TABLE FOR TWO Theatre or food, Shilpi Marwaha is one of proletarian tastes
She’s the symbol of Delhi rising. Identified as the kaale kurte waali (the girl in a black kurta), Asmita Theatre’s leading actor Shilpi Marwaha became the face of the protests following the gang-rape of a student in Delhi in December. Pictures of her performing Dastak — a nukkad natak on rape— during the protests at India Gate were widely circulated by Indian and international news agencies. Shilpi is no stranger to those interested in serious drama, which she has practiced in the Capital for more than half a decade.
We meet at the Dilli ke Pakwan street food festival on Baba Kharak Singh Marg. “My staple diet is tea and biscuits. This often comes from residents of localities we do our street plays in,” she says. Asmita has been staging several performances of Dastak , everyday since the gang-rape was reported. The play raises larger questions of the culpability and hypocrisy of society on rape.
It is noon, and Shilpi has to rush for a rehearsal. But the food stalls have only just begun heating up their hot plates. Her reluctant gaze runs down from the chaat stall to the pakoda stall. She finally agrees to have idlis, but has to continue her search as the idlis have just been laid to steam. “Biscuits and matthis give me all the energy I need. Regular meals are rare.”
The theatre bug bit Shilpi when she was in Kamala Nehru College in 2008. Known for her loud and expressive performances, she’s hard to believe when she claims she had stage fright.
“The only reason I got into Asmita is because (director) Arvind sir doesn’t reject anybody…My father has been completely supportive of my work, even though I am his only child. However, he was worried during the protests at India Gate. He called me up when we were getting caned by the police. I managed to say that I will be home soon, even as I dodged the lathis,” she says.
The protests were an avenue of intellectual growth for her. “People came with helplessness and anger. There were all kinds of people there— fathers who feared for their daughters who work late, girls who are harassed in buses. There were those who wanted castration and capital punishment and women who wanted freedom. We engaged with all these people. We tried to channel their anger constructively through theatre. If everyone is made aware and resists harassment of women, then we strike at the system that allows rape,” she explains.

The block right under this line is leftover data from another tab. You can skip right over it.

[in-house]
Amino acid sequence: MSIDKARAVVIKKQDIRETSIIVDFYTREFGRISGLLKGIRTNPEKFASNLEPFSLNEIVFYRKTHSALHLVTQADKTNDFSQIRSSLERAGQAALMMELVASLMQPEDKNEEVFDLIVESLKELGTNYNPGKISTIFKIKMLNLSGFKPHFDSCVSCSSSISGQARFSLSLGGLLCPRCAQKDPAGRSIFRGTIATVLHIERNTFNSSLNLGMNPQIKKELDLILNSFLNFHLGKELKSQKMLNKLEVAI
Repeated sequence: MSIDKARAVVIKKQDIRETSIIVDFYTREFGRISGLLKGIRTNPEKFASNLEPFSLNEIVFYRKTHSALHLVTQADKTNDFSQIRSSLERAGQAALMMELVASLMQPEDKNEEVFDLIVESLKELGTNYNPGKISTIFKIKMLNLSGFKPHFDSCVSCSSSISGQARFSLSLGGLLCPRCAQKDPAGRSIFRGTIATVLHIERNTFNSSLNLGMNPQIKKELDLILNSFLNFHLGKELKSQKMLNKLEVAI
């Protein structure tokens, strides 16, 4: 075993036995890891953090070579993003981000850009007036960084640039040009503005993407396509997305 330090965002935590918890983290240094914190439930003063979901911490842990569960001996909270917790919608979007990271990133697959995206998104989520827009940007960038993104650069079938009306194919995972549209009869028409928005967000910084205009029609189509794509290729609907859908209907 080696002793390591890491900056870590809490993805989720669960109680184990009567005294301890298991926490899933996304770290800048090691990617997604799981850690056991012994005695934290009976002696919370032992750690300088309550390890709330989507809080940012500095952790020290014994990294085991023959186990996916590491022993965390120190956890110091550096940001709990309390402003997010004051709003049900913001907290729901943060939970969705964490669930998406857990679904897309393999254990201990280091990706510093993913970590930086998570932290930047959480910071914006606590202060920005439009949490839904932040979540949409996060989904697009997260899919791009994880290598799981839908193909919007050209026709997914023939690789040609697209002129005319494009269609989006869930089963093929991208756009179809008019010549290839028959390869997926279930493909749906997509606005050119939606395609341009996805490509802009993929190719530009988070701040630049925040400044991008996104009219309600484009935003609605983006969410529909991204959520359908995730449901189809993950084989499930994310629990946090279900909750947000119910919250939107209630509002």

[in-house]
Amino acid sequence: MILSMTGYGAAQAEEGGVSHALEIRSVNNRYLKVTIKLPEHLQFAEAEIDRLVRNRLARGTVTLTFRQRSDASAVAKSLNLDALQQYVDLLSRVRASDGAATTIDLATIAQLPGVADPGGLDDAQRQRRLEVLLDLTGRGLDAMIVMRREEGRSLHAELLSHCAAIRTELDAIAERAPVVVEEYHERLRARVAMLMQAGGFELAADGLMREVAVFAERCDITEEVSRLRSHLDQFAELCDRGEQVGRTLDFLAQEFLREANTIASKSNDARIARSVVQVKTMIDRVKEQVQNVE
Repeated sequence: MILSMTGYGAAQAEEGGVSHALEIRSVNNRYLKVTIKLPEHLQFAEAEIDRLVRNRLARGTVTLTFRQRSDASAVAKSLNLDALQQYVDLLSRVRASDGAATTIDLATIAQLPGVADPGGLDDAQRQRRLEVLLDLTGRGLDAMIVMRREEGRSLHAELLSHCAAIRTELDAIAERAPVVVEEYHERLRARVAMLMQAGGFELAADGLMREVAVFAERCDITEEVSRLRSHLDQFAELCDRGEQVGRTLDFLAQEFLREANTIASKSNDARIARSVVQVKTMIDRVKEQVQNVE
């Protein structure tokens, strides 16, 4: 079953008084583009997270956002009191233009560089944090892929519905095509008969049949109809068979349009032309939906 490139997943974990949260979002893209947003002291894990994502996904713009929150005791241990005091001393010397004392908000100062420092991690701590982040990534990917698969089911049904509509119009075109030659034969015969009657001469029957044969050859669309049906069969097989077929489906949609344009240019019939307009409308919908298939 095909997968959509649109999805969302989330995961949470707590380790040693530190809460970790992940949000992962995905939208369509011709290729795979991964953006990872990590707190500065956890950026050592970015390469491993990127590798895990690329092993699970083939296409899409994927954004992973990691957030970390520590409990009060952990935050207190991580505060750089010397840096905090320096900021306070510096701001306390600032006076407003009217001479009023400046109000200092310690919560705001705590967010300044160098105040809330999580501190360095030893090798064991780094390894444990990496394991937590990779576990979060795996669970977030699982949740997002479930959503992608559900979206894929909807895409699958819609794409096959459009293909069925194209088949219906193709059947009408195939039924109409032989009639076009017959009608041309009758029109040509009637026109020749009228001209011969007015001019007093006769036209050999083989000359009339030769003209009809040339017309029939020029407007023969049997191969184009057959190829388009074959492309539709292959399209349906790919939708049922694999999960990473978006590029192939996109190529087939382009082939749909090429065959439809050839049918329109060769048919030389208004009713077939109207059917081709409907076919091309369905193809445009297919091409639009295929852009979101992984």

We finally settle for pav-bhaji and tea. The tea is expensive (for a street kiosk), yet uplifting. It lights up Shilpi’s face. One often wonders how she maintains her voice, despite her loud delivery of dialogues— often in back-to-back plays. She’s also surprised that she hasn’t fallen terribly ill despite her punishing schedule and haphazard diet.
“I need to eat fruits for energy, but where’s the time? Perhaps I don’t fall very ill, because I’m a Pathan,” she says smiling. “I think it’s because I love theatre so much. I’ve acted even with fever. It gives me energy. Taakat khatam hoti hai, par himmat nahi (Energy may run out, but not one’s will).”
Shilpi may not eat much, but humbly admits that she can cook quite well. “I wake up at 5 a.m. and cook. I make all the regular food— dal, chhole, kadhi, rajma, rotis. I have a weakness for curds and lassi, even though they say it’s bad for my throat. I always have some before I sleep.”
She has starred in Raanjhana , alongside Sonam Kapoor, Dhanush and Abhay Deol. The film is expected to release in June, this year. She has also starred in T. V. Chandran’s Malayalam film Bhoomiyude Avakashikal , last year. Films are secondary in her scheme of things, but put the butter on her bread. They have also made her conscious that she isn’t getting any younger and health is a resource that can’t be replenished.
“I am 23 now and I am trying to get on a diet. I love gulab jamuns, but I have had to cut down on them. And golgappas, oh golgappas! But there’s no chance for it now with this diet,” she says with a sigh.
PHEROZE L. VINCENT